Type to search


Changing Your Product Offer: Why It Works


You’ve developed an excellent team, a sense for business and your drive for success has never been so infectious. You see opportunities everywhere and you’re ready to take the next step to become a top player in the business world. But there’s just one problem:

You aren’t actually selling anything.

Maybe your business never got off the ground, or perhaps it used to be successful, but changing times have seen your revenue diminish. The COVID-19 crisis has changed the way many products are consumed. However, Coronavirus certainly isn’t the only reason why your offer may no longer appeal (or may never have really appealed) to a mass market. There could be any number of reasons as to why your product isn’t performing as you’d want. 

Here, we often look at cashing out and calling it quits. Terminating business operations entirely and moving on to new projects. But this is not your only option. When you have a brand that works on a fundamental level, yet the product you’re offering is failing, it’s time not to give up on your business, but change what your business offers. 

Don’t waste all the time you’ve spent on company formation; use what you have and move forward in new directions. 

Famous Examples of Product Changes

Nokia is a well-known manufacturer and producer of mobile phone technology, but the brand actually started life as a paper mill. Nokia proudly boasts on its website that it “found and nurtured success over the years in a range of industrial sectors including cable, paper products, rubber boots, tires, televisions and mobile phones.” Throughout their 150 years of business, Nokia has moved with the times and searched for new paths of development, rather than crumbling when their product sales started to lose their potency.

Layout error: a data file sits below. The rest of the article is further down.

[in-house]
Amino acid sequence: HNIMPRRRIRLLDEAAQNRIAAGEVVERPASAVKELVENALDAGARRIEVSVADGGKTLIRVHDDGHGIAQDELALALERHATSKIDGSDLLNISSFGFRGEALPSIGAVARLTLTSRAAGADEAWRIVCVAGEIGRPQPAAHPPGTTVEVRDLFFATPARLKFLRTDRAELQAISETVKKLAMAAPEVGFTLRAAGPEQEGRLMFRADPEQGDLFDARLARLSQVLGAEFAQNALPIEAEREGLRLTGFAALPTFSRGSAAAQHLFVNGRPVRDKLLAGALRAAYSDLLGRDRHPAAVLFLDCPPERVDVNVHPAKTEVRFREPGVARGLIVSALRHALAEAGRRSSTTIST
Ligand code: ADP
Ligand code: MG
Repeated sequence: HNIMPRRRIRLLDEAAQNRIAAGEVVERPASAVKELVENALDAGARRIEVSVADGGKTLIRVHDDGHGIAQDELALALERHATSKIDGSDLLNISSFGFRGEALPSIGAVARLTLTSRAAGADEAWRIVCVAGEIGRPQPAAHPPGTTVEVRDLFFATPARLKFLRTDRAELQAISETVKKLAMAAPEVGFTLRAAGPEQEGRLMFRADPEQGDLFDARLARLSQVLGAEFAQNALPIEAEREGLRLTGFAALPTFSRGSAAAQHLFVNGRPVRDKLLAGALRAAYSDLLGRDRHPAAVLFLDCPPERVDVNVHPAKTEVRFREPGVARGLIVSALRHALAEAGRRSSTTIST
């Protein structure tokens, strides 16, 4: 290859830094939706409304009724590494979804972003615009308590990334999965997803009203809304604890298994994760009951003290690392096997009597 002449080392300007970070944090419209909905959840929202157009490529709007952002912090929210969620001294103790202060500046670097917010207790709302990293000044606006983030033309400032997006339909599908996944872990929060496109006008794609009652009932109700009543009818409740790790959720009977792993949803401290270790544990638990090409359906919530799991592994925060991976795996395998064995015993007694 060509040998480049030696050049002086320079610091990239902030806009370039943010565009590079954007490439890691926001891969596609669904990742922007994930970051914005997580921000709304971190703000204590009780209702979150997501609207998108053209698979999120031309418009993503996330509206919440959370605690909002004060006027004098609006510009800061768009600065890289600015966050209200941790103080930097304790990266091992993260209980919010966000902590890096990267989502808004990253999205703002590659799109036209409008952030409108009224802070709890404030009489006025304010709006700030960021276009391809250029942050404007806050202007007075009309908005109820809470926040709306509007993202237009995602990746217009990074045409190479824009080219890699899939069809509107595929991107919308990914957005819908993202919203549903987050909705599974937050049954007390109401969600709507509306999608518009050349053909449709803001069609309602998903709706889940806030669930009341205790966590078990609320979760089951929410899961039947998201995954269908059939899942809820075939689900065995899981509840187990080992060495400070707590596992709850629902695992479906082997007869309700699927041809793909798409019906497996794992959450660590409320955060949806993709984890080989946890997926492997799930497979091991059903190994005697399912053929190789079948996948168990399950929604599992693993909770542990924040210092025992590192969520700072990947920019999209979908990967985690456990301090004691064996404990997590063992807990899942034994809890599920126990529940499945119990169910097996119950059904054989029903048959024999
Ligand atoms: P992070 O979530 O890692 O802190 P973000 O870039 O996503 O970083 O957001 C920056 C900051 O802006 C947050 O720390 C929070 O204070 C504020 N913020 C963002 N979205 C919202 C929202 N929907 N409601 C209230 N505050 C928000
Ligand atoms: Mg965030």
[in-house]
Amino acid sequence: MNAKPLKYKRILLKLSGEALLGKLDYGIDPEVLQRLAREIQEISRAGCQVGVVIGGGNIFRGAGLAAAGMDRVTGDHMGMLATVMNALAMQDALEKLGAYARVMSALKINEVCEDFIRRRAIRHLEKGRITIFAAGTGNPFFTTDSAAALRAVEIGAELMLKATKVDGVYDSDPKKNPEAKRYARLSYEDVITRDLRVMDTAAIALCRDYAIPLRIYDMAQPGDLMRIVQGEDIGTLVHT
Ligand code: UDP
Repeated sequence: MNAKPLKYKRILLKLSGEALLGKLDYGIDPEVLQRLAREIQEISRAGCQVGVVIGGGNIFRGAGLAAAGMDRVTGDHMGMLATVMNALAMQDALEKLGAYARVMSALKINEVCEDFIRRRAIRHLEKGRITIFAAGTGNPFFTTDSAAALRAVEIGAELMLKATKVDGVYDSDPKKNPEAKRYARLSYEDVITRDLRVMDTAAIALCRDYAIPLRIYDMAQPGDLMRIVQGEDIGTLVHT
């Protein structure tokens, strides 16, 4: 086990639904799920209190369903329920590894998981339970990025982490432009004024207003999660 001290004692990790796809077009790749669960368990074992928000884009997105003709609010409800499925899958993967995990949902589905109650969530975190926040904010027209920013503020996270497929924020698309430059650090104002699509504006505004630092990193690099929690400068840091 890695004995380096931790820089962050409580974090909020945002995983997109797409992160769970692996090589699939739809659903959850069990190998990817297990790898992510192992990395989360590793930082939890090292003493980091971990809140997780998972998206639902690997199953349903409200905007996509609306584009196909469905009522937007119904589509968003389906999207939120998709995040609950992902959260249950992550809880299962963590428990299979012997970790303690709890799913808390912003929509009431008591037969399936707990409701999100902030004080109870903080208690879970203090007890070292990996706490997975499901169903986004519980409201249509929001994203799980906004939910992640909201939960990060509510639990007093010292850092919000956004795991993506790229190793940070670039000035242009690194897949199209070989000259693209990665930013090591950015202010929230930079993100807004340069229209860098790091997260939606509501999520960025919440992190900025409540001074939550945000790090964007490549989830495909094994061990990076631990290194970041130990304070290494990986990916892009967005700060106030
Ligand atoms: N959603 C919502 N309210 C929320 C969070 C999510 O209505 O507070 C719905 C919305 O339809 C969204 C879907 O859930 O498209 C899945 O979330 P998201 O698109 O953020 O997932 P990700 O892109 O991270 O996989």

Netflix could be considered a more modern example of a business that changed its product rather than relinquished its brand. Netflix began as a DVD rental service specialising in delivering films to homes. Yet, as online culture developed and DVDs started to lose their appeal, instead of throwing in the towel, the platform used the resources it had to grow into one of the most notable brands in the world. 

These are not exceptions to the rule either. Many other examples exist. Avon began as a booking-selling business, Colgate used to sell candles and soap, and toy company Hasbro started life as a textile retailer. 

Pexels Cottonbro 4009402

Why Does Changing Your Product Work?

Often referred to as a business pivot, the process of changing your product without eliminating your brand is designed to allow you to avoid starting again from square one. When you pivot instead of restarting, you’ll see the following benefits:

  • Your team is still there: Keep your business, keep your team. You don’t have to go through any process of rehiring or re-arranging your team under a new outfit, or devising new policy. If your team works, don’t break it. By pivoting, you can keep all the valuable members of your business and just point them in a new direction. 
  • You keep all your assets: Building space, suppliers, equipment, mailing lists, websites; any asset you own now can be retained for use under your new product offering, rather than having to make massive changes. 
  • You maintain your networks: Over your business lifecycle, you’ll have built networks and contacts. Some will have little value now — like industry-specific suppliers — but others can still help you grow. Investors, financial experts, couriers, marketers, designers; keeping your brand helps you maintain these networks.
  • You have consumer notoriety: Your product might not be what consumers want right now, but are you also known for your great pricing or customer service? Your brand reputation is something that can aid your development in new markets. If you’re pivoting into a similar niche, your reputation can mean access to an established customer base.
  • Your history aids your results: Got a good history of onboarding customers, meeting deadlines or turning investment into profit? You can use this history to garner new interest in your business pivot.

The caveat of a pivot is that it only works if you have a business worth saving. If your product and your brand are weak, then there is little point in trying to save it, and you’re more likely to face more of an uphill battle by holding on to a broken system than starting fresh. But, when there is value in the business, but the product is all wrong, changing what you sell could help you become the next Nokia or Netflix. 

Sean Jacobson

I'm Sean, a former HR and business consultant providing you insights into the business world for Leader to Leader.

  • 1